Leadership for Collective Learning: An Effective Distributed Perspective

Project Number
OER 24/14 HS

Project Duration
March 2015 - December 2017

Status
In-Progress

Abstract
Over the last decade or so educational contexts are increasingly getting complex insofar as the changes accompanying educational reforms are characterized by increasing intensity, rapidity, fluidity and uncertainty. Schools are expected to satisfy the needs of multiple school stakeholders namely policymakers, parents and community members. However, the real challenge is on school leaders to mobilize and optimize physical and human resources towards shared organizational goals in increasingly demanding and complex educational contexts. One reason for this rising complexity is due to the general weakening of classifications in social relationships and boundaries, and a moving away from organized social structure to network culture. Furthermore, contemporary reforms in the public service has been observed to demand greater 'joined-up' or 'network' regime of governance - a societal culture wherein (i) all categories and classifications are weakened and rendered increasingly permeable (a flexible 'liquid modern' view of space and time) and (ii) the new work order consistent with the knowledge economy (where individuals work and learn beyond bureaucratic enclosures using their loose spatial and temporal codes). It is therefore understandable that school leaders use up more time and energy in managing these increasingly fluid and cross-boundary relationships. It is also not surprising that school leaders resort to distributed leadership where leadership decisions are delegated and shared to other staff members beyond the purview of school principals. In the Singapore context, delegation or sharing of leadership decisions to middle managers such as department heads (HODs) or subject heads (SHs) is a common place, especially pertaining to instruction. In this sense, distributed leadership is closely tied to instructional leadership. However, over time, leadership decisions pertaining to instruction have been delegated and shared to teachers who are considered informal leaders, or teacher leaders. In the Singapore context, these teacher leaders include Senior or Lead Teachers (STs and LTs), Subject and Level Reps, and Professional Learning Community Team Leaders - all of which are involved in making leadership decisions on instruction. The effectiveness of distributed leadership to enhance instruction is therefore dependent on how well instructional leadership is distributed through teacher leadership, and thus the importance of developing distributed leadership and teacher leadership. The development of distributed and teacher leadership will centrally impact on the collective learning of teachers, which brings about improvements in teaching and student learning. However, the current theories on distributed leadership, teacher leadership and collective learning are still not yet fully developed - lacking agreement on definitional, conceptual and operationalization terms, and the establishments of their linkages to school outcomes (teachers and students). This study seeks to strengthen the conceptual and operational understanding of these organizational leadership and learning constructs, and establish their relative effects on school effectiveness and school improvement processes. The study consists of two phases: 1) Survey, and 2) Intervention. The first explores the relative direct and indirect relations of the three main constructs on teacher and organizational capacities. The second explores how schools in different contexts develop teacher leaders. The study hopes to provide practical useful knowledge to school leaders so as to optimize their organizational capacity in response to the growing intensity, rapidity, fluidity and uncertainty of education changes in the 21st century. This study is also part of a larger Programmatic Research Study on Leadership and School Outcomes (LSO) titled, An Investigation of the Impact of Leadership Practices on Student Learning and Development Outcomes in Singapore Schools.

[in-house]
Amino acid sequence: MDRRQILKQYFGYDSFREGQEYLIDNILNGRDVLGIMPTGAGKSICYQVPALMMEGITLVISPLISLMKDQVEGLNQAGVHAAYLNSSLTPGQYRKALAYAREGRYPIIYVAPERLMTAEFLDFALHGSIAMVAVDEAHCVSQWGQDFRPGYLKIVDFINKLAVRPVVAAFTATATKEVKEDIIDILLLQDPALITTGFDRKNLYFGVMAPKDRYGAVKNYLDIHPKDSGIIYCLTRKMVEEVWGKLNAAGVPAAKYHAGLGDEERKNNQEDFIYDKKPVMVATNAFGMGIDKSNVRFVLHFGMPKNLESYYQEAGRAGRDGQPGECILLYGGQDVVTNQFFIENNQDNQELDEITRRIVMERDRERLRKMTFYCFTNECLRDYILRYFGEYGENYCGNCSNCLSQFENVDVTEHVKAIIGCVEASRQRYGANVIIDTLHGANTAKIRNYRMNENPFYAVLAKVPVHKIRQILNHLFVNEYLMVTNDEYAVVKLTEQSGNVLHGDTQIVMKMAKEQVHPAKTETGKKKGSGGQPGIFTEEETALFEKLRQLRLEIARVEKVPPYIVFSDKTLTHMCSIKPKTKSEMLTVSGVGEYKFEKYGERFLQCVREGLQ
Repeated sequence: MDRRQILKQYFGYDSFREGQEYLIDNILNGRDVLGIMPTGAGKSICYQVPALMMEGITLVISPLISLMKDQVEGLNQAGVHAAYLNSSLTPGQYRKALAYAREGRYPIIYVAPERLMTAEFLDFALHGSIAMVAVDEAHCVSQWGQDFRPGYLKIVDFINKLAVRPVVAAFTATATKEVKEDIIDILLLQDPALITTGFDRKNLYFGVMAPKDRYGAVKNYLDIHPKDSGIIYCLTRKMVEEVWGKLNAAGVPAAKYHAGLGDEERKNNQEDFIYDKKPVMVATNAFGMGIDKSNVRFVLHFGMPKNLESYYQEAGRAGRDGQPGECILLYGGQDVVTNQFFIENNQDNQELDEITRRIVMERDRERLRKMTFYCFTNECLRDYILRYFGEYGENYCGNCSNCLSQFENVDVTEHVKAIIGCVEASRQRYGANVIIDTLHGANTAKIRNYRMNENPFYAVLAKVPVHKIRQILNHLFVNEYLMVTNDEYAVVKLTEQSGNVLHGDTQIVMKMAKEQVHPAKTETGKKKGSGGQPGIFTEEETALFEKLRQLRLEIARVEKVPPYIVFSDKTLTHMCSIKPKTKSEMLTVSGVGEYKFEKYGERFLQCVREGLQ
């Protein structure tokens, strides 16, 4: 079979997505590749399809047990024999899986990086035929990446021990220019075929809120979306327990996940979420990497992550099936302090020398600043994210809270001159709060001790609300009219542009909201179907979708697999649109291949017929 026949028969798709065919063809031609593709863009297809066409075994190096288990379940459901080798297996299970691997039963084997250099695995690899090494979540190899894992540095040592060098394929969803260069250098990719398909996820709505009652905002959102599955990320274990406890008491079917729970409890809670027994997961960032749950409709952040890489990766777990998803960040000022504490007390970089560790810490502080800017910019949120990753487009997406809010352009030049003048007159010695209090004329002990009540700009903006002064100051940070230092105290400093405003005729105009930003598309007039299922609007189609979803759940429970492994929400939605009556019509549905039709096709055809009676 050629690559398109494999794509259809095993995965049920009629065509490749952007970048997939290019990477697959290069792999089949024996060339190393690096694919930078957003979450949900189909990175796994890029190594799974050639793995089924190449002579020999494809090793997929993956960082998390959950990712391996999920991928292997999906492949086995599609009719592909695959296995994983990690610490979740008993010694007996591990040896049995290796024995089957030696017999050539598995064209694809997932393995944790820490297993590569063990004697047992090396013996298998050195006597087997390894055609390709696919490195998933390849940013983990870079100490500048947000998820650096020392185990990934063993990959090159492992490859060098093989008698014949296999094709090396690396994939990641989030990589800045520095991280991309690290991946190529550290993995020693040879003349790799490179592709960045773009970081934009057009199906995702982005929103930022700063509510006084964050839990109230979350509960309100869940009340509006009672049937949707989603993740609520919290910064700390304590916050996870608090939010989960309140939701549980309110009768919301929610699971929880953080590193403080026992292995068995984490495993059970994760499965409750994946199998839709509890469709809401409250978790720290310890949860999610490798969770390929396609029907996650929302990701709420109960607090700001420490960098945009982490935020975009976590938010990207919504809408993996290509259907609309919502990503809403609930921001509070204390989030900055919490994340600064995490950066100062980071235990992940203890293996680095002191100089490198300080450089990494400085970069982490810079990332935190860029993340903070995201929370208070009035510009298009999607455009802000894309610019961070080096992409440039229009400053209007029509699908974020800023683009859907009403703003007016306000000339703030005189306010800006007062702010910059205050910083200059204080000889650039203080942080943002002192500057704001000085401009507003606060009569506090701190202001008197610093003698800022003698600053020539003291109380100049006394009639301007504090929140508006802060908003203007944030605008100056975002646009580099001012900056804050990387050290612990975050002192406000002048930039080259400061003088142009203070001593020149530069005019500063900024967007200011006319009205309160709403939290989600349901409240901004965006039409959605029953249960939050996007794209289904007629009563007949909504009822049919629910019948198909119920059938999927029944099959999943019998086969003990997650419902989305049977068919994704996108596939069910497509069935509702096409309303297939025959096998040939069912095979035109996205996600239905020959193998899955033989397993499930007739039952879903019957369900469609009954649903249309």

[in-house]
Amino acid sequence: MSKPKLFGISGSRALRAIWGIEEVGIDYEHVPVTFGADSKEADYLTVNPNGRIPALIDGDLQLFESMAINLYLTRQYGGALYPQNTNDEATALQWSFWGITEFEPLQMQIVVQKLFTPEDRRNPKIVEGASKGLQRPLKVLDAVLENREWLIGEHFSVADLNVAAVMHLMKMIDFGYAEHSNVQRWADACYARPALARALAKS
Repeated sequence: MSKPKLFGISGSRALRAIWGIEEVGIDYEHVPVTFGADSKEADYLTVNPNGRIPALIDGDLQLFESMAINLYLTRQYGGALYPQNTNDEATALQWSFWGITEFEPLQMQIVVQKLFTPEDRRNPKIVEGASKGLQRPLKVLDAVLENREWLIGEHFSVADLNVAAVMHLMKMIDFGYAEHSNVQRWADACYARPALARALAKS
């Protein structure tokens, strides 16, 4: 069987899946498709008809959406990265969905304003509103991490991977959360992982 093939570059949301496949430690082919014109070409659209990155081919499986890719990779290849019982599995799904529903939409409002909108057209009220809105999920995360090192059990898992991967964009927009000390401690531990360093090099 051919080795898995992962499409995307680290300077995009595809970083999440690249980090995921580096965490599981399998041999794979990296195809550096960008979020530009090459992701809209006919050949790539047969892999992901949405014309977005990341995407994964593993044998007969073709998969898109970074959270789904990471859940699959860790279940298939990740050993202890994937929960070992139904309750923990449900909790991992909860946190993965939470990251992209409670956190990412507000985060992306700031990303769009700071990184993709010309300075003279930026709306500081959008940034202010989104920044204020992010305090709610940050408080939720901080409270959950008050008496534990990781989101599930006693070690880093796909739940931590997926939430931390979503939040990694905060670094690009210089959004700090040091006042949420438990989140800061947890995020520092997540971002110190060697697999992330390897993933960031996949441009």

Funding Source
NIE

Related Projects